• Dataspace. Dataspace is the non-physical information and data storage sector where our websites, on-line newspapers, e-zines and other sources of information and education reside.

Note that the counter-intuitive implications of these models include the rationality of convincing your opponent that you are a bit crazy (e.g., Nixon’s efforts in the bombing of Laos and Cambodia at the end of the Vietnam War), why complete nuclear disarmament anti-first strike measures like ABM systems may have negative impacts on security, and the advantages of strategic parity with the Soviet Union.

Deterring VNSA in Cyberspace Social Cyberspace. It is most commonly “social cyberspace” that people mean when • referring to their interactions with the cyber world. This is the virtual space in which people communicate, play and interact via e-mail, blogs, and discovering virtual communities, etc.

Conceptual Cyberspace. Conceptual cyberspace refers to one’s perception of the cyber • realm as a “space”, a place to “go”. It is another complete, real but non-physical world with its own culture, rules and norms of behavior; that space that computer game designers work so hard to achieve.

Distinguishing among these four cyberspaces helps to us explore a vast array of potentially threatening cyber activities. Beginning with physical cyberspace, a first category of threats can be defined in terms of adversarial efforts to compromise, degrade or destroy US physical cyber assets. Kinetic attacks, including theft, on these assets and systems often can be mitigated by defensive measures such as hardening. They also are not conceptually distinct from other sorts of kinetic attack on physical assets that are more commonly the subject of deterrence thinking.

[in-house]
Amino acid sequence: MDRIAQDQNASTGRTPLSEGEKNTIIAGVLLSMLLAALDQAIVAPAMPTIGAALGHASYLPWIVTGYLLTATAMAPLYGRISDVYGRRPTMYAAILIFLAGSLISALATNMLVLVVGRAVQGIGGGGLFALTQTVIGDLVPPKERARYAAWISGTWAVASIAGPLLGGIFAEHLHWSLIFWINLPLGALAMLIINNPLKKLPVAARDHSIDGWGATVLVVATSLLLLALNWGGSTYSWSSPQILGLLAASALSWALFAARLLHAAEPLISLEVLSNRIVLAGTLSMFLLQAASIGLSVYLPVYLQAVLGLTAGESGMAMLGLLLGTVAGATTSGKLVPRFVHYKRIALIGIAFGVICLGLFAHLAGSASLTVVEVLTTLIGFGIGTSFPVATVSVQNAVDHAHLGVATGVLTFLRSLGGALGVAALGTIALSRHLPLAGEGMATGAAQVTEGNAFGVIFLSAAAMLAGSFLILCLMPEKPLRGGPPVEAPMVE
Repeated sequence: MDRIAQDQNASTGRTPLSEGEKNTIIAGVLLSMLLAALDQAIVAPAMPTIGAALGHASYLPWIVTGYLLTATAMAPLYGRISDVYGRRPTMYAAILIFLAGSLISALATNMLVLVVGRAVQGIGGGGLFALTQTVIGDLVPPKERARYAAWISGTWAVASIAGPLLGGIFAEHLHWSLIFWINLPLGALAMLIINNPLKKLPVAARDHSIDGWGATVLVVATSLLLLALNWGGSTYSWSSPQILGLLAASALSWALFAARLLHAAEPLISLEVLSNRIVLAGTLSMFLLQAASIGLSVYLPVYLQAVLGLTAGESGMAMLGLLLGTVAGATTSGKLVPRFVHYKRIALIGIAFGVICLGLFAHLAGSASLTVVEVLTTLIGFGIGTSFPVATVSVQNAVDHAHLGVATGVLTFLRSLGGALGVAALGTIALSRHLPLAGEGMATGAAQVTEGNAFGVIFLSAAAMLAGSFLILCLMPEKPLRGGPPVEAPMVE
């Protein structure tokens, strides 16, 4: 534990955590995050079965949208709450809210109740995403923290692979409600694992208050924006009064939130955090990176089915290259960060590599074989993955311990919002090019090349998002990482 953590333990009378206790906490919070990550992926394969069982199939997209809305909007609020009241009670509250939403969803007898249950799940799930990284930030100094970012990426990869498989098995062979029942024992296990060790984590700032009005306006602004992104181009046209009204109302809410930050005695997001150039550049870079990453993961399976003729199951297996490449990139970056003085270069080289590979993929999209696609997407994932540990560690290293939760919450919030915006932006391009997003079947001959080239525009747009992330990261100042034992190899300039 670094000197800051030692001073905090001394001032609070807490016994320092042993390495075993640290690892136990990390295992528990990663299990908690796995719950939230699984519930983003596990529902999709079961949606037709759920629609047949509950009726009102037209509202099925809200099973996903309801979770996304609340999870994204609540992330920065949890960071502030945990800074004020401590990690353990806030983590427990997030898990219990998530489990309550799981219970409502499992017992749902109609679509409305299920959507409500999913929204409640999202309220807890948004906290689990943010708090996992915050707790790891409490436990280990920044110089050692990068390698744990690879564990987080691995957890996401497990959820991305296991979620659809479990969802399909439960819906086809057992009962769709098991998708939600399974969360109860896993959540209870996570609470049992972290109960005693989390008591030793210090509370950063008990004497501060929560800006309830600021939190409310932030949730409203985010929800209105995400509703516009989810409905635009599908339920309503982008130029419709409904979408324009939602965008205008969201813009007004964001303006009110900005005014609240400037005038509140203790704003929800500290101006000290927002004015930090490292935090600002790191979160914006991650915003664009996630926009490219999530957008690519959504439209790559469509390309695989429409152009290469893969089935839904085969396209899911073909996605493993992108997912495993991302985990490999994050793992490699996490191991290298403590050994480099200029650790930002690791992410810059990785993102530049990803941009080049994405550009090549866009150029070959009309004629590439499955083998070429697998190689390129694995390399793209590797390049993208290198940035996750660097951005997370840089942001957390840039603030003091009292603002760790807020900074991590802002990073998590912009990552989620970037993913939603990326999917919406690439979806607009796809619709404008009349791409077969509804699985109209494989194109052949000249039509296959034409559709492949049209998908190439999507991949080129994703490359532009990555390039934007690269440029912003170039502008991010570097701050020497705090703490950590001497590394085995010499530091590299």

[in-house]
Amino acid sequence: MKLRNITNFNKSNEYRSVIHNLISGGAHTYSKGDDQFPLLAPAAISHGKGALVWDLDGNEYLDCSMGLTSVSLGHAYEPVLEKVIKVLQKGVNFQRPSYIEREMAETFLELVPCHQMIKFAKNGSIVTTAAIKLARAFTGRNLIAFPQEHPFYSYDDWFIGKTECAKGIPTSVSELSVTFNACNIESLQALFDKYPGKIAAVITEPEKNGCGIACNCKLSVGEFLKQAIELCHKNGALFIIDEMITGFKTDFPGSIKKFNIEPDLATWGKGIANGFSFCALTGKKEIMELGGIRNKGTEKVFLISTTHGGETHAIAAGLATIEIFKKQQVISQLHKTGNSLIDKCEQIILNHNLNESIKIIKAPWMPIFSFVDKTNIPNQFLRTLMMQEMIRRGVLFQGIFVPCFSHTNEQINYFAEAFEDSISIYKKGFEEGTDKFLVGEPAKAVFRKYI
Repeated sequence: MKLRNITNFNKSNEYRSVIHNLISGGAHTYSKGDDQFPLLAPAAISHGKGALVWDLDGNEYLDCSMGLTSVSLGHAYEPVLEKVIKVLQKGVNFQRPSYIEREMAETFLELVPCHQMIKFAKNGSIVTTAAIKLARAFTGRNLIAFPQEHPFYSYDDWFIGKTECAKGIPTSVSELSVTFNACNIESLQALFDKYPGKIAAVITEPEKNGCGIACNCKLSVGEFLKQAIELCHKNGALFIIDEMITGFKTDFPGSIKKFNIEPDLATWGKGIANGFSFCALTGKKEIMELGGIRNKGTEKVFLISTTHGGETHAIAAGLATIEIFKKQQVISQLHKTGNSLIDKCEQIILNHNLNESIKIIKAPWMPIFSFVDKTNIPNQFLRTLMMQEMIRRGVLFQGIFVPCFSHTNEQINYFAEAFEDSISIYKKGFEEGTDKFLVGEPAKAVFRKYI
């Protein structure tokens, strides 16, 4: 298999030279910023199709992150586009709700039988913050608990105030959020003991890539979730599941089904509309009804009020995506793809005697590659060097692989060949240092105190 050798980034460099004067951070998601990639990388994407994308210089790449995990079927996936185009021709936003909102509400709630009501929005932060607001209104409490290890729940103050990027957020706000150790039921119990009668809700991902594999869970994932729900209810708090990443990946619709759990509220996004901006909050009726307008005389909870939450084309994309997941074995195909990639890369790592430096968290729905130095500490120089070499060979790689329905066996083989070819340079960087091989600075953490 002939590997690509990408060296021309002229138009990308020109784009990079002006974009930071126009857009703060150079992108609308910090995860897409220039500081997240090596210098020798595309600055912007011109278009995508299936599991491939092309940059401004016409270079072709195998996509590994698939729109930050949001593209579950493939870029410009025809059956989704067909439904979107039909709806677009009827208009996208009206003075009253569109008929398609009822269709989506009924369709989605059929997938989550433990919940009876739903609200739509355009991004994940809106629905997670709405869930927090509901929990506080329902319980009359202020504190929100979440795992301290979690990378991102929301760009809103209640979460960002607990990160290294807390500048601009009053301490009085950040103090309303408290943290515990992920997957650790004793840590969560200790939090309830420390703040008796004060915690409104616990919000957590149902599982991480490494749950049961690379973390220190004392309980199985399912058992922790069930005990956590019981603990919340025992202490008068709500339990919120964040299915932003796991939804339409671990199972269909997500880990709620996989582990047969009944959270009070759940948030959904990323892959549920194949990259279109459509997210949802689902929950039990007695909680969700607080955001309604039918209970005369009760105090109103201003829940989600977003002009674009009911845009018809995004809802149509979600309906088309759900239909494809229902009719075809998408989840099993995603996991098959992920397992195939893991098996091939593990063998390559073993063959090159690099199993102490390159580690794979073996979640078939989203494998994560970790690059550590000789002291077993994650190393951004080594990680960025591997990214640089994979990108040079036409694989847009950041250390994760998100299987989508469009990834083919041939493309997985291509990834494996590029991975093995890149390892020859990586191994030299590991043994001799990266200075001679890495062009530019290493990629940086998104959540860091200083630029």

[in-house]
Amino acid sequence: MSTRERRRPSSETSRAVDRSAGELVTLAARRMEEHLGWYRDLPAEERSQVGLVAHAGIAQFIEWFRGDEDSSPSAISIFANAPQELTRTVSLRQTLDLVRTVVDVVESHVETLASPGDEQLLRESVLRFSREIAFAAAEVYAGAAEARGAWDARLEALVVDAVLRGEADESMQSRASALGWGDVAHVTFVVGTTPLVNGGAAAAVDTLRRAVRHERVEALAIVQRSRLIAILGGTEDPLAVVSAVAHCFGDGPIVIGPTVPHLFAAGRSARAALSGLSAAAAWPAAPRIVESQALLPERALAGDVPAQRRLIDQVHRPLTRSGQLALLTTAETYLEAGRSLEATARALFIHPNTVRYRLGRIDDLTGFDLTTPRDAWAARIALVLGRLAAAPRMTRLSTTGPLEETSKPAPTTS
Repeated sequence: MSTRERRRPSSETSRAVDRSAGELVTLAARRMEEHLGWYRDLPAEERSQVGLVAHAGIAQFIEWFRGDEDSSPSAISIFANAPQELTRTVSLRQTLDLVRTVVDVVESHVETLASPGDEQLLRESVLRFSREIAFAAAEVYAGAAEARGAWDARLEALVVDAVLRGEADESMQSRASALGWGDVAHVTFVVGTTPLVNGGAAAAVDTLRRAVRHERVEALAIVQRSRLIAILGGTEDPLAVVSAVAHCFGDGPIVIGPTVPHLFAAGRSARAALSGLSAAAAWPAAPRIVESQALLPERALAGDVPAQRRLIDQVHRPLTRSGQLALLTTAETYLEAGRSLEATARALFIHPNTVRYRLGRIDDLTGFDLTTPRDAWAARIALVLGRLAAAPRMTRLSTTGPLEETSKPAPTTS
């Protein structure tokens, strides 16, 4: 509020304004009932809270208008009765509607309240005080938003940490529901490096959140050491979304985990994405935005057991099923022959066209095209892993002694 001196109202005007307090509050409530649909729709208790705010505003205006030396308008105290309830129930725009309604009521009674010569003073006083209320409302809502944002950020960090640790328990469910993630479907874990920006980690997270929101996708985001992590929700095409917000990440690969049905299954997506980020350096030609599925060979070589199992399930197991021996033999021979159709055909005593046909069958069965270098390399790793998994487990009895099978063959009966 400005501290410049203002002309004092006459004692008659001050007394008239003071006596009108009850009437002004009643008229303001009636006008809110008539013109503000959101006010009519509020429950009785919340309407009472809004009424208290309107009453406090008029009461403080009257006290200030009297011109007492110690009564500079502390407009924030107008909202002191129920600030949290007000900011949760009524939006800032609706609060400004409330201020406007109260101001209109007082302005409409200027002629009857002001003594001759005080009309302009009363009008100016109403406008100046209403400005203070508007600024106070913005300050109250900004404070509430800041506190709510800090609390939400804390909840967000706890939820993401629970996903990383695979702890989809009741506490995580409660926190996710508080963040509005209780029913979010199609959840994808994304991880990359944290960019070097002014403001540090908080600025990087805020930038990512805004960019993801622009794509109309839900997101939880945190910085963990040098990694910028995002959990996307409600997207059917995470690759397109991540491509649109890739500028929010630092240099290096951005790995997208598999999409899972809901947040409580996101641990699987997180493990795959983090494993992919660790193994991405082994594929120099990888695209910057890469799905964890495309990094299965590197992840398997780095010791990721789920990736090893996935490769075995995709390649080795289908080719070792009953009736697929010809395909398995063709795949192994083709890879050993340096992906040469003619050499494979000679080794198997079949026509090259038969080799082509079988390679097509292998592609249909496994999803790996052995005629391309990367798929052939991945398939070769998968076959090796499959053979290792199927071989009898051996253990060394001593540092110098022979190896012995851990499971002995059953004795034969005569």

The second category of potential cyber threats are non-physical (e.g., virtual) efforts to compromise, degrade or destroy dataspace. These can range from relatively small-impact identity theft to compromise or manipulation of for example, military targeting packages or air traffic control systems.

A third class of threats relates to social cyberspace and the rapid, expansion of perspectives, communities and movements antithetical to US national interests. This is the part of the cyber world where we have seen the indoctrinating power of militant, radical Islamist ideas, and the sense of common purpose that lone or small groups of individuals can find with geographically distant groups. It is in social cyberspace where new cyber communities and cultures form, and it is a key arena in the so-called battle to “win” hearts and minds.